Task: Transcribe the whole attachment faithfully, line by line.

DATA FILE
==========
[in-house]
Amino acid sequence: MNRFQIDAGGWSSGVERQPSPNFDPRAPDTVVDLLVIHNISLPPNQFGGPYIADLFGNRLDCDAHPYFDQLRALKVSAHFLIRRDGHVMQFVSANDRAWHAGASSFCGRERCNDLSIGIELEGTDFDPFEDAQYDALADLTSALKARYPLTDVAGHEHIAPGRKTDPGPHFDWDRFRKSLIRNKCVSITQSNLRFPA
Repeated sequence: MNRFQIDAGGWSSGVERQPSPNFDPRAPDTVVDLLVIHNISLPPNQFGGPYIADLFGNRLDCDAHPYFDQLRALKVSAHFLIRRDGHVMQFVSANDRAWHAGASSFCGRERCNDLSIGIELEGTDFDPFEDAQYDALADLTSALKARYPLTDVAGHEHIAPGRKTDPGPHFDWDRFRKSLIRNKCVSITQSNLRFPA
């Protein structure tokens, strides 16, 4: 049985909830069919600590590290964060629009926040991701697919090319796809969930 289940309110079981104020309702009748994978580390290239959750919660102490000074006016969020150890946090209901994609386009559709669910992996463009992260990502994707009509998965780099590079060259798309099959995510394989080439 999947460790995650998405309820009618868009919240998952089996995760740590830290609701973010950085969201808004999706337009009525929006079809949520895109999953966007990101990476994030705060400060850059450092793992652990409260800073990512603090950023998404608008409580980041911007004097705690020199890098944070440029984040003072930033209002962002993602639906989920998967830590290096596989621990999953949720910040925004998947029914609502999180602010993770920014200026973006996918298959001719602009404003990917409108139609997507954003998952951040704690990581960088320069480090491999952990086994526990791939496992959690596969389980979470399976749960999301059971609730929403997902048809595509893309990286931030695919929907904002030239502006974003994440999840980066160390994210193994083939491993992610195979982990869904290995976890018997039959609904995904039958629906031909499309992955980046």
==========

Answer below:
[in-house]
Amino acid sequence: MNRFQIDAGGWSSGVERQPSPNFDPRAPDTVVDLLVIHNISLPPNQFGGPYIADLFGNRLDCDAHPYFDQLRALKVSAHFLIRRDGHVMQFVSANDRAWHAGASSFCGRERCNDLSIGIELEGTDFDPFEDAQYDALADLTSALKARYPLTDVAGHEHIAPGRKTDPGPHFDWDRFRKSLIRNKCVSITQSNLRFPA
Repeated sequence: MNRFQIDAGGWSSGVERQPSPNFDPRAPDTVVDLLVIHNISLPPNQFGGPYIADLFGNRLDCDAHPYFDQLRALKVSAHFLIRRDGHVMQFVSANDRAWHAGASSFCGRERCNDLSIGIELEGTDFDPFEDAQYDALADLTSALKARYPLTDVAGHEHIAPGRKTDPGPHFDWDRFRKSLIRNKCVSITQSNLRFPA
């Protein structure tokens, strides 16, 4: 049985909830069919600590590290964060629009926040991701697919090319796809969930 289940309110079981104020309702009748994978580390290239959750919660102490000074006016969020150890946090209901994609386009559709669910992996463009992260990502994707009509998965780099590079060259798309099959995510394989080439 999947460790995650998405309820009618868009919240998952089996995760740590830290609701973010950085969201808004999706337009009525929006079809949520895109999953966007990101990476994030705060400060850059450092793992652990409260800073990512603090950023998404608008409580980041911007004097705690020199890098944070440029984040003072930033209002962002993602639906989920998967830590290096596989621990999953949720910040925004998947029914609502999180602010993770920014200026973006996918298959001719602009404003990917409108139609997507954003998952951040704690990581960088320069480090491999952990086994526990791939496992959690596969389980979470399976749960999301059971609730929403997902048809595509893309990286931030695919929907904002030239502006974003994440999840980066160390994210193994083939491993992610195979982990869904290995976890018997039959609904995904039958629906031909499309992955980046």